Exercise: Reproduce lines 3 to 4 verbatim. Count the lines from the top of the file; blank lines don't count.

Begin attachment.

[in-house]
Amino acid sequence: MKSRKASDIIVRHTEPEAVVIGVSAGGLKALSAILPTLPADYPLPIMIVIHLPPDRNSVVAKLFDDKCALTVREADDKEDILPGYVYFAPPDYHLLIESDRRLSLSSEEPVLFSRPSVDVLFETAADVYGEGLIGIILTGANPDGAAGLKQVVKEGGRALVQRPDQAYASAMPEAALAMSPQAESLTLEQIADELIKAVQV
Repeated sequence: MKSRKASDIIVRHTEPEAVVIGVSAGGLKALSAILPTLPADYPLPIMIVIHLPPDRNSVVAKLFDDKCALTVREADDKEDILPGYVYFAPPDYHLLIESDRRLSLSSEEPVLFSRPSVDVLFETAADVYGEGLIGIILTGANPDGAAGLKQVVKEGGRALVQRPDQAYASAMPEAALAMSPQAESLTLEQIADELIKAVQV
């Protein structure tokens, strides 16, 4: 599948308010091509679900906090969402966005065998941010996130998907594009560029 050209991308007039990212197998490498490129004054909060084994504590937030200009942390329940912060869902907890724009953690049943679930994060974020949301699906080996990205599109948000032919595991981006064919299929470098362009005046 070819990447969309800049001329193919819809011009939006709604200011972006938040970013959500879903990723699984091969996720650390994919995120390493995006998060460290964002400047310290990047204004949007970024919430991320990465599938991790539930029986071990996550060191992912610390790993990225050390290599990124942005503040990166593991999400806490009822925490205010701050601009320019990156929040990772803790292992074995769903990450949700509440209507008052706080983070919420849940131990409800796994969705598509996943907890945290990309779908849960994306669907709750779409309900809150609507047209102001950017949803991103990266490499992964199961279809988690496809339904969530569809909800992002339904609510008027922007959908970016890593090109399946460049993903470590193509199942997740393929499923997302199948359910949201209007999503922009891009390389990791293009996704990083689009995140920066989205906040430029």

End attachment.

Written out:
Repeated sequence: MKSRKASDIIVRHTEPEAVVIGVSAGGLKALSAILPTLPADYPLPIMIVIHLPPDRNSVVAKLFDDKCALTVREADDKEDILPGYVYFAPPDYHLLIESDRRLSLSSEEPVLFSRPSVDVLFETAADVYGEGLIGIILTGANPDGAAGLKQVVKEGGRALVQRPDQAYASAMPEAALAMSPQAESLTLEQIADELIKAVQV
């Protein structure tokens, strides 16, 4: 599948308010091509679900906090969402966005065998941010996130998907594009560029 050209991308007039990212197998490498490129004054909060084994504590937030200009942390329940912060869902907890724009953690049943679930994060974020949301699906080996990205599109948000032919595991981006064919299929470098362009005046 070819990447969309800049001329193919819809011009939006709604200011972006938040970013959500879903990723699984091969996720650390994919995120390493995006998060460290964002400047310290990047204004949007970024919430991320990465599938991790539930029986071990996550060191992912610390790993990225050390290599990124942005503040990166593991999400806490009822925490205010701050601009320019990156929040990772803790292992074995769903990450949700509440209507008052706080983070919420849940131990409800796994969705598509996943907890945290990309779908849960994306669907709750779409309900809150609507047209102001950017949803991103990266490499992964199961279809988690496809339904969530569809909800992002339904609510008027922007959908970016890593090109399946460049993903470590193509199942997740393929499923997302199948359910949201209007999503922009891009390389990791293009996704990083689009995140920066989205906040430029």